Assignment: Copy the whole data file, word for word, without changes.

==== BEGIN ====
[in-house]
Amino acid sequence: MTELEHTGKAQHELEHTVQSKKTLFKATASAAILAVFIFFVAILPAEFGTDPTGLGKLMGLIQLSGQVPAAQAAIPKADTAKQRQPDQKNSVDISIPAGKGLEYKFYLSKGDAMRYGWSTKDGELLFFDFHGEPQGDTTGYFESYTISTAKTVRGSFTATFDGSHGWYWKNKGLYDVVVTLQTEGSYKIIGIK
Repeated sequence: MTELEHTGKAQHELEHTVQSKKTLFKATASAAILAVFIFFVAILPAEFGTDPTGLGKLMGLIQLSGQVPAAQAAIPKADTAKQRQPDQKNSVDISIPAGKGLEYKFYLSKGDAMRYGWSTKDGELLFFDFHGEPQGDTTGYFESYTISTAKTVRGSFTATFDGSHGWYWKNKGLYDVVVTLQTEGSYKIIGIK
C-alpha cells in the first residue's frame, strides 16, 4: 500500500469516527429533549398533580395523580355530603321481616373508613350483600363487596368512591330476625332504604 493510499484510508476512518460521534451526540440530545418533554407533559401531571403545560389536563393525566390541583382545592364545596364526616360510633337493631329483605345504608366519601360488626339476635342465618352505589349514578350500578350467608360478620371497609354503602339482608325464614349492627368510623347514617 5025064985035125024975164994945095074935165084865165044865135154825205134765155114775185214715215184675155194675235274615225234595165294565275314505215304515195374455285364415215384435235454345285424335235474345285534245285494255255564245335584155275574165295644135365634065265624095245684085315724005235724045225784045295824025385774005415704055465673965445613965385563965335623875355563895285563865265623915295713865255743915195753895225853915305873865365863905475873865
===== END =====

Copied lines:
[in-house]
Amino acid sequence: MTELEHTGKAQHELEHTVQSKKTLFKATASAAILAVFIFFVAILPAEFGTDPTGLGKLMGLIQLSGQVPAAQAAIPKADTAKQRQPDQKNSVDISIPAGKGLEYKFYLSKGDAMRYGWSTKDGELLFFDFHGEPQGDTTGYFESYTISTAKTVRGSFTATFDGSHGWYWKNKGLYDVVVTLQTEGSYKIIGIK
Repeated sequence: MTELEHTGKAQHELEHTVQSKKTLFKATASAAILAVFIFFVAILPAEFGTDPTGLGKLMGLIQLSGQVPAAQAAIPKADTAKQRQPDQKNSVDISIPAGKGLEYKFYLSKGDAMRYGWSTKDGELLFFDFHGEPQGDTTGYFESYTISTAKTVRGSFTATFDGSHGWYWKNKGLYDVVVTLQTEGSYKIIGIK
C-alpha cells in the first residue's frame, strides 16, 4: 500500500469516527429533549398533580395523580355530603321481616373508613350483600363487596368512591330476625332504604 493510499484510508476512518460521534451526540440530545418533554407533559401531571403545560389536563393525566390541583382545592364545596364526616360510633337493631329483605345504608366519601360488626339476635342465618352505589349514578350500578350467608360478620371497609354503602339482608325464614349492627368510623347514617 5025064985035125024975164994945095074935165084865165044865135154825205134765155114775185214715215184675155194675235274615225234595165294565275314505215304515195374455285364415215384435235454345285424335235474345285534245285494255255564245335584155275574165295644135365634065265624095245684085315724005235724045225784045295824025385774005415704055465673965445613965385563965335623875355563895285563865265623915295713865255743915195753895225853915305873865365863905475873865